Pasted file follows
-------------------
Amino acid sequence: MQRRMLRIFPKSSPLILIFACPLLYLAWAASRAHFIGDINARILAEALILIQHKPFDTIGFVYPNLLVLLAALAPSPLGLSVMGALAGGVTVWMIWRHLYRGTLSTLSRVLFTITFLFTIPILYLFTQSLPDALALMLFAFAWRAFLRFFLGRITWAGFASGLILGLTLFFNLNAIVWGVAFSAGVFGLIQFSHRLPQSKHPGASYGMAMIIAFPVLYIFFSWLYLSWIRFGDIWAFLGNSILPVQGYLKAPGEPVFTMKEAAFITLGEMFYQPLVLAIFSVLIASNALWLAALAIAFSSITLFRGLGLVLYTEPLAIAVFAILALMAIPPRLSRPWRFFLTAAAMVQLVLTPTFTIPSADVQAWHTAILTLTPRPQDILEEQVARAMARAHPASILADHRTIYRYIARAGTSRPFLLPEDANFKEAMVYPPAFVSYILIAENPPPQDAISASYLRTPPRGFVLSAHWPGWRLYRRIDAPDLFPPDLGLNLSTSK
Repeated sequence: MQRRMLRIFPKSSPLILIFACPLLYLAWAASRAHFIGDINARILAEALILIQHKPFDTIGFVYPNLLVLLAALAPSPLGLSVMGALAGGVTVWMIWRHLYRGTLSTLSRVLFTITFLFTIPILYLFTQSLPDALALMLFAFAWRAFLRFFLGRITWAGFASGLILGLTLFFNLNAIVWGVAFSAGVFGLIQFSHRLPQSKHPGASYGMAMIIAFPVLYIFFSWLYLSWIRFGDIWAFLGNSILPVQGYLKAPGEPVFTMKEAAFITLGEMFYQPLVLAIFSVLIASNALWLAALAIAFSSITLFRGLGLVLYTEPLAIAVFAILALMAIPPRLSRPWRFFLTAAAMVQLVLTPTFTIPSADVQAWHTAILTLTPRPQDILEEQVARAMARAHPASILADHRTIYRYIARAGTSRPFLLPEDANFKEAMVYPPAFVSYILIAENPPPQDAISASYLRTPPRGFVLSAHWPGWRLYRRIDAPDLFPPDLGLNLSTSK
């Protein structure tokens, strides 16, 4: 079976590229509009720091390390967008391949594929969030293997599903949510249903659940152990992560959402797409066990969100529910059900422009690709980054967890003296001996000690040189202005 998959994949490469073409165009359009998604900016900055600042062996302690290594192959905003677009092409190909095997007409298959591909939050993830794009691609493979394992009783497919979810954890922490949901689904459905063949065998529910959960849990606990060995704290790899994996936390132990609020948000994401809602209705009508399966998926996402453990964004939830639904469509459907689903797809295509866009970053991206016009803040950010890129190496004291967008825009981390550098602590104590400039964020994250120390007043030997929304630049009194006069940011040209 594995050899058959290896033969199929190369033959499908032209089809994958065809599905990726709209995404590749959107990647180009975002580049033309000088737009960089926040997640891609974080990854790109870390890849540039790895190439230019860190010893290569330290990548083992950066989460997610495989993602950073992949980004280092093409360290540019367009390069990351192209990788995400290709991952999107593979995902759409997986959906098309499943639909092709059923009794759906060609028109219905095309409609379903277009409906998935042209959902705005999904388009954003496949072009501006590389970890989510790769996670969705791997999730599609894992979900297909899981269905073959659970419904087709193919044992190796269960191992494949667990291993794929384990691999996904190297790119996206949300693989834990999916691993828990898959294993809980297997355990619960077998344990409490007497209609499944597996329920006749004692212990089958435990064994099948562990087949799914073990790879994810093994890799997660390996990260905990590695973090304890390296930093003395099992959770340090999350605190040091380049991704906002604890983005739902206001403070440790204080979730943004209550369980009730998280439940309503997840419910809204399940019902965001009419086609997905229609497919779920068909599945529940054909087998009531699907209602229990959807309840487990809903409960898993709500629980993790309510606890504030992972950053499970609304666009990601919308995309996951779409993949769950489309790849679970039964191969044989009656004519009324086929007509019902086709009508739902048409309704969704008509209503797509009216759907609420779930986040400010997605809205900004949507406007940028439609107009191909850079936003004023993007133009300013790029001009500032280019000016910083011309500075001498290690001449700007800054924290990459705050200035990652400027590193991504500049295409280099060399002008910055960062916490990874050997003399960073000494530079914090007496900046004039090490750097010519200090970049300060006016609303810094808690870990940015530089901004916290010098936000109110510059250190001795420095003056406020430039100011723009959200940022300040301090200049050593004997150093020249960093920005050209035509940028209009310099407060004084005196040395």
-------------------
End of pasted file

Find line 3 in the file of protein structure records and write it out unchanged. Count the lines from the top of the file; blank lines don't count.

């Protein structure tokens, strides 16, 4: 079976590229509009720091390390967008391949594929969030293997599903949510249903659940152990992560959402797409066990969100529910059900422009690709980054967890003296001996000690040189202005 998959994949490469073409165009359009998604900016900055600042062996302690290594192959905003677009092409190909095997007409298959591909939050993830794009691609493979394992009783497919979810954890922490949901689904459905063949065998529910959960849990606990060995704290790899994996936390132990609020948000994401809602209705009508399966998926996402453990964004939830639904469509459907689903797809295509866009970053991206016009803040950010890129190496004291967008825009981390550098602590104590400039964020994250120390007043030997929304630049009194006069940011040209 594995050899058959290896033969199929190369033959499908032209089809994958065809599905990726709209995404590749959107990647180009975002580049033309000088737009960089926040997640891609974080990854790109870390890849540039790895190439230019860190010893290569330290990548083992950066989460997610495989993602950073992949980004280092093409360290540019367009390069990351192209990788995400290709991952999107593979995902759409997986959906098309499943639909092709059923009794759906060609028109219905095309409609379903277009409906998935042209959902705005999904388009954003496949072009501006590389970890989510790769996670969705791997999730599609894992979900297909899981269905073959659970419904087709193919044992190796269960191992494949667990291993794929384990691999996904190297790119996206949300693989834990999916691993828990898959294993809980297997355990619960077998344990409490007497209609499944597996329920006749004692212990089958435990064994099948562990087949799914073990790879994810093994890799997660390996990260905990590695973090304890390296930093003395099992959770340090999350605190040091380049991704906002604890983005739902206001403070440790204080979730943004209550369980009730998280439940309503997840419910809204399940019902965001009419086609997905229609497919779920068909599945529940054909087998009531699907209602229990959807309840487990809903409960898993709500629980993790309510606890504030992972950053499970609304666009990601919308995309996951779409993949769950489309790849679970039964191969044989009656004519009324086929007509019902086709009508739902048409309704969704008509209503797509009216759907609420779930986040400010997605809205900004949507406007940028439609107009191909850079936003004023993007133009300013790029001009500032280019000016910083011309500075001498290690001449700007800054924290990459705050200035990652400027590193991504500049295409280099060399002008910055960062916490990874050997003399960073000494530079914090007496900046004039090490750097010519200090970049300060006016609303810094808690870990940015530089901004916290010098936000109110510059250190001795420095003056406020430039100011723009959200940022300040301090200049050593004997150093020249960093920005050209035509940028209009310099407060004084005196040395």